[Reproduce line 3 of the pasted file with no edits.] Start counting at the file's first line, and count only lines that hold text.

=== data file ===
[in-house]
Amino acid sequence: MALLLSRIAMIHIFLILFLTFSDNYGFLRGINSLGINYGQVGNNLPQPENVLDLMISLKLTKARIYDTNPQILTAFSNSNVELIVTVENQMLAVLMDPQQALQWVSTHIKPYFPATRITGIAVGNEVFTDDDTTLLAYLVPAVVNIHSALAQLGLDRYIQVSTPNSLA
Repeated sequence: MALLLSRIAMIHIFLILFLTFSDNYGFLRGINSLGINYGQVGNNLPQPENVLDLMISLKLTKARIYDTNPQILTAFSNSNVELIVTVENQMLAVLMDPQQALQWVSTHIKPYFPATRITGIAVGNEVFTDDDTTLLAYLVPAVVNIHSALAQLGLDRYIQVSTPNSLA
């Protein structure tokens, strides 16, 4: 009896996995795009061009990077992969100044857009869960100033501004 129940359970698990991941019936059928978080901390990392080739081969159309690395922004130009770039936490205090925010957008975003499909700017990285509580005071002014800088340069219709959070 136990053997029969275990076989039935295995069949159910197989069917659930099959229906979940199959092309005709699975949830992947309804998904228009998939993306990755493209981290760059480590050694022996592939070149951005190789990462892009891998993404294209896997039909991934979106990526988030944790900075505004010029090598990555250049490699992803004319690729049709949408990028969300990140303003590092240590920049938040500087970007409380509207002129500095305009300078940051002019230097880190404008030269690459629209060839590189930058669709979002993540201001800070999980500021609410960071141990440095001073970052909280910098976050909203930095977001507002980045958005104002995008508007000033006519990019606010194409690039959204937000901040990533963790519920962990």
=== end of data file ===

Repeated sequence: MALLLSRIAMIHIFLILFLTFSDNYGFLRGINSLGINYGQVGNNLPQPENVLDLMISLKLTKARIYDTNPQILTAFSNSNVELIVTVENQMLAVLMDPQQALQWVSTHIKPYFPATRITGIAVGNEVFTDDDTTLLAYLVPAVVNIHSALAQLGLDRYIQVSTPNSLA